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Making Off Road Trailing Arms

Posted in How To on April 1, 2010
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Trailing arms (AKA lower links) are one of the most important suspension system components on a long-travel linked rear suspension. Trailing arms must withstand forces from three sources: the terrain acting upon the wheels, the weight of the chassis, and the shocks' damping. If your trailing arms aren't strong enough they'll bend, or worse, break.

There are four main factors to consider when designing trailing arms: length, geometry, strength, and ground clearance. Bigger, longer trucks will best use bigger, longer trailing arms. Geometry refers to the lateral (or fore and aft) location of the shock mounts between the front and rear mounting points, and the vertical location of the shock mounts relative to the plane (or centerline) between the front and rear trailing arm mounts. As to strength, more is better, but there's a fine line between weight and strength. Too much strength is almost never a bad thing, but too much weight creates problems. Finally, trailing arms hang down pretty low, so they should be designed with as much ground clearance as possible.

There are three ways to get a set of trailing arms: the super-hard way, the hard way, and the easy way. The super-hard way is to design and fabricate your trailing arms completely from scratch. The hard way is to use pre-cut, pre-designed materials and do the welding and assembly yourself. The easy way is to buy your trailing arms pre-made.

We'll cover the hard way and the easy way in this story.

The Hard Way
This set of trailing arms was designed by my friend Dan Barcroft, who has also designed an online four-link calculator that can be used by anyone to design a complete four-link system. The four-link calculator will help you figure out the geometry of your four-link, but it will not design the individual parts and pieces. Dan designed the trailing arms seen here using Solidworks software, the results of which were sent to Elite Laser Cutting. Elite turned Dan's .dxf files into finely-cut pieces of 4130 Chromoly plate. The assembly and welding were done in a home garage by yours truly.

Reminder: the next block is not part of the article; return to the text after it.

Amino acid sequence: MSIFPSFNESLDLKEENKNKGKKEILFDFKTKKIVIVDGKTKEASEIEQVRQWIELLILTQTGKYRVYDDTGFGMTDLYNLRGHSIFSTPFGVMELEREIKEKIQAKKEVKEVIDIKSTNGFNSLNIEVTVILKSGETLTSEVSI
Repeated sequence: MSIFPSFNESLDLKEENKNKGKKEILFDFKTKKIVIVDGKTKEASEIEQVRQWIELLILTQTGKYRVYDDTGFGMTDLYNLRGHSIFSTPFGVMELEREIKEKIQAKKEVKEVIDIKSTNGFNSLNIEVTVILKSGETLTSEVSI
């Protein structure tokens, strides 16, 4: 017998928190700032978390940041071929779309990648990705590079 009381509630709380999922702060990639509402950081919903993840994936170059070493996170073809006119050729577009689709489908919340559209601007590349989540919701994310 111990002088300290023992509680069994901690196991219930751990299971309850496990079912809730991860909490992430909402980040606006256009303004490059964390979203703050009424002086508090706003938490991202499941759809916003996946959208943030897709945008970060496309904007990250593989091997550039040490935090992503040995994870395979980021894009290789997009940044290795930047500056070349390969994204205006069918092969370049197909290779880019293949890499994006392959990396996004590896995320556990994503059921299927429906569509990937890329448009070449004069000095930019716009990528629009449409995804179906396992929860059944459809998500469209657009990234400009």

You're looking at the benefits of our day and age. The old way would have involved paper templates and a bandsaw, which is still a viable, albeit time-consuming, way to fabricate parts. Computer design work and CNC laser cutting streamlined the process. Both 0.125-inch and 0.090-inch sheet thicknesses were used to make these parts. Any thermal cutting process (laser, plasma, oxy-acetylene torch) leaves behind a burned edge (or "scale") that should be removed for optimal weld quality. I sanded the scale away before starting to weld. These trailing arms are 60 inches long and designed to use with a 125-inch wheelbase.
PhotosView Slideshow
PhotosView Slideshow
PhotosView Slideshow
PhotosView Slideshow

The Easy Way
To spotlight the easy way, we headed over to Blitzkrieg Motorsports in Anaheim, California. Blitzkrieg offers its trailing arms in 55- and 60-inch lengths. Forty eight-inch-long trailing arms will be available soon. "We recommend the 60-inch arms for fullsize trucks with a tube chassis," Blitzkrieg owner Nate Hanson told us. "If you're building a fullsize truck with a factory frame, the 55-inch lower arms will create better upper link geometry that's easier on the Heims. A factory frame sits narrower than the outer edges of a tube chassis, and shorter upper links are easier to set up for more triangulation. Greater triangulation means less stress on the Heims, so they last longer. The 48-inch trailing arms are a better choice for smaller trucks with shorter wheelbases."

PhotosView Slideshow

Sources

Blitzkrieg Motosports
Anaheim, CA 92806
714-630-0630
http://www.blitzkriegoffroad.com/
Dan Barcroft's Four Link Calculator
unknown, AK
http://mysite.verizon.net/triaged/4linkcalcv15html/index.html
Elite Laser Cutting
Santa Ana, CA 92705
714-667-1950
http://www.elitelaser.net/
HM Engineering
Fountain Valley, CA 92708
714-979-6631
http://www.hmengineering.netfirms.com/

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